Patients were evaluated at each site by an interdisciplinary team consisting of child psychiatrists, clinical psychologists, applied behavior analysts, nurses or nurse practitioners, and social workers. Trainees in each of these disciplines rotated through the clinics at various times. All senior team members had undergone disability-specific training within their respective disciplines and were established mental health clinicians and supervisors in the field of developmental disabilities.
All participants received a psychiatric evaluation that included: an interview with the patient (rapport-building, modified mental status exam, observations, and interactions); interview with parents and/or care providers (chief complaint, developmental, educational, psychiatric and medical histories, present illness, review of systems); and a review of collateral information derived from patients’ medical records and as needed from teachers, other physicians, or vocational/residential staff. Diagnoses using DSM-IV-TR  criteria were made by attending professionals and agreed upon by the clinical team. The few disagreements in diagnoses were discussed among team members at case conferences until consensus was achieved.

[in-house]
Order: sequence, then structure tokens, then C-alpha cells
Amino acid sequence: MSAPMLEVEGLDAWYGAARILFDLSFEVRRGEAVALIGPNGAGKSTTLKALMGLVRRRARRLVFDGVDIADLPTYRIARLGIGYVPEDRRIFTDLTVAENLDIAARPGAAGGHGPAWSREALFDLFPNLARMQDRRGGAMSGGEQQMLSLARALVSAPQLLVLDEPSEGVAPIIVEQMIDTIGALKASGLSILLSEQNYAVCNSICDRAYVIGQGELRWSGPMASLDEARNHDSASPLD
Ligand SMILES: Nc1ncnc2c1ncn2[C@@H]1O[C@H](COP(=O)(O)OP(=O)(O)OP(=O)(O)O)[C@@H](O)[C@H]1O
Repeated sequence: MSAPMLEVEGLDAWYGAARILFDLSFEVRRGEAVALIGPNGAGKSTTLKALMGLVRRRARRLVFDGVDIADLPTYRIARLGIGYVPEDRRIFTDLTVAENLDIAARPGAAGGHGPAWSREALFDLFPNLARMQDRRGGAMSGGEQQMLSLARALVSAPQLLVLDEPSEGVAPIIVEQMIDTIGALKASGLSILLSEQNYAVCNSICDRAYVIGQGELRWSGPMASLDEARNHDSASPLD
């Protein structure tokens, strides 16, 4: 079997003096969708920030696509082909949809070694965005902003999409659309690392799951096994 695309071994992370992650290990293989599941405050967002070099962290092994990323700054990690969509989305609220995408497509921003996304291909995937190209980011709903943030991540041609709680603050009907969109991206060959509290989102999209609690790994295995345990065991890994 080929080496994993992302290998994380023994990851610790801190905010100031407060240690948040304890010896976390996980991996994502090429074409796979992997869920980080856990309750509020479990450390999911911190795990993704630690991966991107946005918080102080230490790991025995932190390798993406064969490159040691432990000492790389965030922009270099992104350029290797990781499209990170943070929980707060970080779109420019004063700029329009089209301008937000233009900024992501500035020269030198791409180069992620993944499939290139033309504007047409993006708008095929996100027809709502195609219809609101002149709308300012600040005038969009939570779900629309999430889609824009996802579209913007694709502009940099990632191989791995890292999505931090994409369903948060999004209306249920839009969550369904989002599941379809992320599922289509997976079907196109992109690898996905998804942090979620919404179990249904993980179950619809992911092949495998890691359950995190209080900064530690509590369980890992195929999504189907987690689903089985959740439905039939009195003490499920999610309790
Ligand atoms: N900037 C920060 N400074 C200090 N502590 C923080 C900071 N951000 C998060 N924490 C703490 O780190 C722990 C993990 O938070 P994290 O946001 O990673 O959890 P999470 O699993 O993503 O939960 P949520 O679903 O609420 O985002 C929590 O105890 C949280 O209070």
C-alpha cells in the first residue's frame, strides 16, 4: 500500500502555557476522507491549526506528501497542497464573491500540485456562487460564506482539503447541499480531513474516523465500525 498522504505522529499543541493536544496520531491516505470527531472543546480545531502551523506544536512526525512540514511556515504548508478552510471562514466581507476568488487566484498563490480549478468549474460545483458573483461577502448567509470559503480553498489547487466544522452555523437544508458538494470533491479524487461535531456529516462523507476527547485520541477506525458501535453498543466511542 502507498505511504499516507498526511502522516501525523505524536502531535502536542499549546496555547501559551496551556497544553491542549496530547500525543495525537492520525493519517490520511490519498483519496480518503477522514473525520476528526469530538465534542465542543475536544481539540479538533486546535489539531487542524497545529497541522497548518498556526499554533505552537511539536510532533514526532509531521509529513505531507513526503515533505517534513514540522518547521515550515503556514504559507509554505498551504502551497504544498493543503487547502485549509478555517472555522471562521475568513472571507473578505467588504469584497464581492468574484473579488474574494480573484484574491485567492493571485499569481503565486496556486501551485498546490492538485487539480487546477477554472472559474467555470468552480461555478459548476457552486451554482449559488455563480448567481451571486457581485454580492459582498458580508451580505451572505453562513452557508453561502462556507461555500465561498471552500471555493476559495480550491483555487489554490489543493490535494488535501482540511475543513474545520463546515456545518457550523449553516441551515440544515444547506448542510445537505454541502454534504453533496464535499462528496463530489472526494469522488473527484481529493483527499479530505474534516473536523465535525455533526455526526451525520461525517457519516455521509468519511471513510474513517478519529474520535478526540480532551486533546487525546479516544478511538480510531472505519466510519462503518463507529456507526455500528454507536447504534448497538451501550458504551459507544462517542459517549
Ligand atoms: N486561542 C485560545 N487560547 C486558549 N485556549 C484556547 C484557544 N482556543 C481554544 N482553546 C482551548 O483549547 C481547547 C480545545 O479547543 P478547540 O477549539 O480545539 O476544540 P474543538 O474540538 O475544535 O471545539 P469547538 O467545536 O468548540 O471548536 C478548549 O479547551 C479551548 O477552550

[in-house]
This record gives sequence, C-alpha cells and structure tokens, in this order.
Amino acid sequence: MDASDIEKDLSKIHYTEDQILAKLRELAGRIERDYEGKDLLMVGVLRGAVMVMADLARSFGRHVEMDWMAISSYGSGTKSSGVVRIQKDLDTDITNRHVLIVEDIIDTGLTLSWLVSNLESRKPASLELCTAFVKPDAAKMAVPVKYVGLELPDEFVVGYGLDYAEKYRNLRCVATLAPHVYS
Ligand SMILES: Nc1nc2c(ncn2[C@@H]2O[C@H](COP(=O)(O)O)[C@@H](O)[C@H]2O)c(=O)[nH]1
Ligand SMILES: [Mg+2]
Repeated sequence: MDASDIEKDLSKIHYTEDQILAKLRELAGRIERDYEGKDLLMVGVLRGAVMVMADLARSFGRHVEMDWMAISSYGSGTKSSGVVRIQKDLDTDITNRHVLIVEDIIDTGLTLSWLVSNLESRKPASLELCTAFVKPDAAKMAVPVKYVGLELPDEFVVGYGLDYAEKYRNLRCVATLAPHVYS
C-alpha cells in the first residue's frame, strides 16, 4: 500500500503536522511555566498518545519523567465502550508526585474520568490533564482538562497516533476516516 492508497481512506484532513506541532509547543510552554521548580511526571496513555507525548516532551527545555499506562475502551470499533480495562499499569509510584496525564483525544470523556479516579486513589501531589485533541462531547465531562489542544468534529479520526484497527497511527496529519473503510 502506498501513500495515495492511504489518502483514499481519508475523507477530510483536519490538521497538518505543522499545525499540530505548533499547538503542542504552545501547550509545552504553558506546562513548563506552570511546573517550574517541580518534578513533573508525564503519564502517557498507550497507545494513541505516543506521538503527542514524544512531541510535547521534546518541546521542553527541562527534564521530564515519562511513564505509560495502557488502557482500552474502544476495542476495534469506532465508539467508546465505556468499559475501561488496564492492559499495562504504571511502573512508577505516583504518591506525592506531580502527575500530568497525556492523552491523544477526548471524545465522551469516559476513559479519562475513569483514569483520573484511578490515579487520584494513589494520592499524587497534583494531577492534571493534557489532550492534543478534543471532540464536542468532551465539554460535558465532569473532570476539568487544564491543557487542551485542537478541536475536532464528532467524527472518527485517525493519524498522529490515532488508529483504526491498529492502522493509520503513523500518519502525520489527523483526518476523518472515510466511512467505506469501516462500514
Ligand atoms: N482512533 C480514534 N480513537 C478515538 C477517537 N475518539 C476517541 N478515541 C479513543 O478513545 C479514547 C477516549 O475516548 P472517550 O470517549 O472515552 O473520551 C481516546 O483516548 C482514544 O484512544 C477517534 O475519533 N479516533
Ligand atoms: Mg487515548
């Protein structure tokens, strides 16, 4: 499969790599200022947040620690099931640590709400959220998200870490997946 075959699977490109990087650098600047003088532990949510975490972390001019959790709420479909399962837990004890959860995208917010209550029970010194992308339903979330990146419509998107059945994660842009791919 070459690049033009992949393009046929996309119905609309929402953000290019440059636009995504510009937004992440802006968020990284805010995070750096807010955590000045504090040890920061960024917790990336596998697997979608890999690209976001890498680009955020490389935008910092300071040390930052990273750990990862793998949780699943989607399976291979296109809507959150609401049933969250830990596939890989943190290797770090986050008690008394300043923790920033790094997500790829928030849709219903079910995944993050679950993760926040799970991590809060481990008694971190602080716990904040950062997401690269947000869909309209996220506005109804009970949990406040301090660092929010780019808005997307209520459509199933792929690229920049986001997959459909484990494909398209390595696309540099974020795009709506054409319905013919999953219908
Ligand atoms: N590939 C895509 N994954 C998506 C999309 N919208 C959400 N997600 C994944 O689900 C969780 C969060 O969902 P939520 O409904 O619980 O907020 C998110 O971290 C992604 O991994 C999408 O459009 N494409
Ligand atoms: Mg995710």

Trainees in clinical psychology reviewed the participant’s records in order to informally verify symptoms associated with psychiatric diagnoses. This approach was used as the clinics did not administer symptom checklists. The trainees also noted if marked motoric slowing was present in speaking or performing everyday routines.
Types and frequencies of psychiatric diagnoses
Number and percentages of primary psychiatric diagnoses in Down syndrome versus other ID groups
Down syndrome ( N = 49)
Intellectual disabilities ( N = 70)
X 2 (1), p
Depression with psychosis
Impulse control disorderb